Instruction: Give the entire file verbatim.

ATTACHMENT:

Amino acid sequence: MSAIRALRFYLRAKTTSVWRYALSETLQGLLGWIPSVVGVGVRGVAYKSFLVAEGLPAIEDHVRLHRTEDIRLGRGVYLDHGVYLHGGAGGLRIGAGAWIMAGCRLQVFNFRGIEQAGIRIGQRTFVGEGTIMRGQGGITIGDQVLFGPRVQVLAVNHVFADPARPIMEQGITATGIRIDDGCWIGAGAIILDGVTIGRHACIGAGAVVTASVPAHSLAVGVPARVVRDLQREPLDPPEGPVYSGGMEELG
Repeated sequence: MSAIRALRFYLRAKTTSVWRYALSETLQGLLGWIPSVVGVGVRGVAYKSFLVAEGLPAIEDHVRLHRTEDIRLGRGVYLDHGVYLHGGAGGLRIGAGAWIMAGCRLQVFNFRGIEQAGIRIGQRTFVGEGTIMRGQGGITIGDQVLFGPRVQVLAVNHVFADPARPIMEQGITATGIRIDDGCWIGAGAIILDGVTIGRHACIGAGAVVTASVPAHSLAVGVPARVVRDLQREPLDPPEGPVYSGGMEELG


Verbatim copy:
Amino acid sequence: MSAIRALRFYLRAKTTSVWRYALSETLQGLLGWIPSVVGVGVRGVAYKSFLVAEGLPAIEDHVRLHRTEDIRLGRGVYLDHGVYLHGGAGGLRIGAGAWIMAGCRLQVFNFRGIEQAGIRIGQRTFVGEGTIMRGQGGITIGDQVLFGPRVQVLAVNHVFADPARPIMEQGITATGIRIDDGCWIGAGAIILDGVTIGRHACIGAGAVVTASVPAHSLAVGVPARVVRDLQREPLDPPEGPVYSGGMEELG
Repeated sequence: MSAIRALRFYLRAKTTSVWRYALSETLQGLLGWIPSVVGVGVRGVAYKSFLVAEGLPAIEDHVRLHRTEDIRLGRGVYLDHGVYLHGGAGGLRIGAGAWIMAGCRLQVFNFRGIEQAGIRIGQRTFVGEGTIMRGQGGITIGDQVLFGPRVQVLAVNHVFADPARPIMEQGITATGIRIDDGCWIGAGAIILDGVTIGRHACIGAGAVVTASVPAHSLAVGVPARVVRDLQREPLDPPEGPVYSGGMEELG